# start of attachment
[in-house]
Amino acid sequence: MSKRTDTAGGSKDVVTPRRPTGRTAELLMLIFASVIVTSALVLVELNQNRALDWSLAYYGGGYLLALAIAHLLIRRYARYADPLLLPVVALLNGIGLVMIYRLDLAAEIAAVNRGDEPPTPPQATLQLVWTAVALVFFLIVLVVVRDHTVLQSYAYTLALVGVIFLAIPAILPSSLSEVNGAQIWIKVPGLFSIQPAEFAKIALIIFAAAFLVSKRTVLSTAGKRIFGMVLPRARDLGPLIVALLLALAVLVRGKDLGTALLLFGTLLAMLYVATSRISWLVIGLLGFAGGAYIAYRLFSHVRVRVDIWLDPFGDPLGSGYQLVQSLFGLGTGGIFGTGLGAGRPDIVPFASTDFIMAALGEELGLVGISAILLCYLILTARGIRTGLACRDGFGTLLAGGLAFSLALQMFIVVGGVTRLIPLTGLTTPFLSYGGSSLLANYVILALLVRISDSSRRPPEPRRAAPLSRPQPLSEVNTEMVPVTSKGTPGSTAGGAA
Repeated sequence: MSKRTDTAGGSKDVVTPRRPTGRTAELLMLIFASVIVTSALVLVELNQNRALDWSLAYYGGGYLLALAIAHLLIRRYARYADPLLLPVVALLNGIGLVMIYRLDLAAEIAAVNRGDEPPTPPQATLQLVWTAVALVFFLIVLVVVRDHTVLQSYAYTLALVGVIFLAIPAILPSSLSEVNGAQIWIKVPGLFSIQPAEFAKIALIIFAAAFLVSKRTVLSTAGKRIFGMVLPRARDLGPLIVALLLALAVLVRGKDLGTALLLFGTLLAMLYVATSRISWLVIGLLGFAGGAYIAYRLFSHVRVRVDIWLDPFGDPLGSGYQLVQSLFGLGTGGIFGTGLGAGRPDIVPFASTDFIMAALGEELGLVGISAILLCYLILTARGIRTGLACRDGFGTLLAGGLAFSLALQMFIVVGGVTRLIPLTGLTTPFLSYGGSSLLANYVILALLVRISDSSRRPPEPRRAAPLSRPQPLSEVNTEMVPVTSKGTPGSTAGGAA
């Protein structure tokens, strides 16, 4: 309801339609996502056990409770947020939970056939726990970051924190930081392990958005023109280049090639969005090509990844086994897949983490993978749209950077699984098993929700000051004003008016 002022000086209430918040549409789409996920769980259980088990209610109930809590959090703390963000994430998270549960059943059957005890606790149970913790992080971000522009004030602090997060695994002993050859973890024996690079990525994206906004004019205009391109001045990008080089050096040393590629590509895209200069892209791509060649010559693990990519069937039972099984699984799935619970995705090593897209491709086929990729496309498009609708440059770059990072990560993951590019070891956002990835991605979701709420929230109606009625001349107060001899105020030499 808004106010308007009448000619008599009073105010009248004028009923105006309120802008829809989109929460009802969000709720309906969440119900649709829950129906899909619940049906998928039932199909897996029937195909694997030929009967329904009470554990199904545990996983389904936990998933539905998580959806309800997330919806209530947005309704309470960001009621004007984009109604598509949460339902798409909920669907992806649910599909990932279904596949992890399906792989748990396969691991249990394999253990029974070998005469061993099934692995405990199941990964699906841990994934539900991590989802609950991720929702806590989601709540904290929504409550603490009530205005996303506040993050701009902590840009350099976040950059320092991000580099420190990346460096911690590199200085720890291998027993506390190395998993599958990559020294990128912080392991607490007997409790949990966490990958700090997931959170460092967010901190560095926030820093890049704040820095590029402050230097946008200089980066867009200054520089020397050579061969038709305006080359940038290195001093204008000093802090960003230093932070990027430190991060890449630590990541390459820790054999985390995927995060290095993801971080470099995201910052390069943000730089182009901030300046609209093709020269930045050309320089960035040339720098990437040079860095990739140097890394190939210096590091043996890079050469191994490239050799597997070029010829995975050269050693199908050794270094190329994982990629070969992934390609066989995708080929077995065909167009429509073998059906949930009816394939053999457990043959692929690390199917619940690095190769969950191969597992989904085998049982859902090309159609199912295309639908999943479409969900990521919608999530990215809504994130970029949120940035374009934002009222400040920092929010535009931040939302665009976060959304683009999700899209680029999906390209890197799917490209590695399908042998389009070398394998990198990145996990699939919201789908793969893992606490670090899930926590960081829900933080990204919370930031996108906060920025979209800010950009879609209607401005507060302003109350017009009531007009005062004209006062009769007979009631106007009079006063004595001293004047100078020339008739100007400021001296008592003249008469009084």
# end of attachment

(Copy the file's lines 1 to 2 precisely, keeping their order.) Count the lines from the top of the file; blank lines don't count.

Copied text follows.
[in-house]
Amino acid sequence: MSKRTDTAGGSKDVVTPRRPTGRTAELLMLIFASVIVTSALVLVELNQNRALDWSLAYYGGGYLLALAIAHLLIRRYARYADPLLLPVVALLNGIGLVMIYRLDLAAEIAAVNRGDEPPTPPQATLQLVWTAVALVFFLIVLVVVRDHTVLQSYAYTLALVGVIFLAIPAILPSSLSEVNGAQIWIKVPGLFSIQPAEFAKIALIIFAAAFLVSKRTVLSTAGKRIFGMVLPRARDLGPLIVALLLALAVLVRGKDLGTALLLFGTLLAMLYVATSRISWLVIGLLGFAGGAYIAYRLFSHVRVRVDIWLDPFGDPLGSGYQLVQSLFGLGTGGIFGTGLGAGRPDIVPFASTDFIMAALGEELGLVGISAILLCYLILTARGIRTGLACRDGFGTLLAGGLAFSLALQMFIVVGGVTRLIPLTGLTTPFLSYGGSSLLANYVILALLVRISDSSRRPPEPRRAAPLSRPQPLSEVNTEMVPVTSKGTPGSTAGGAA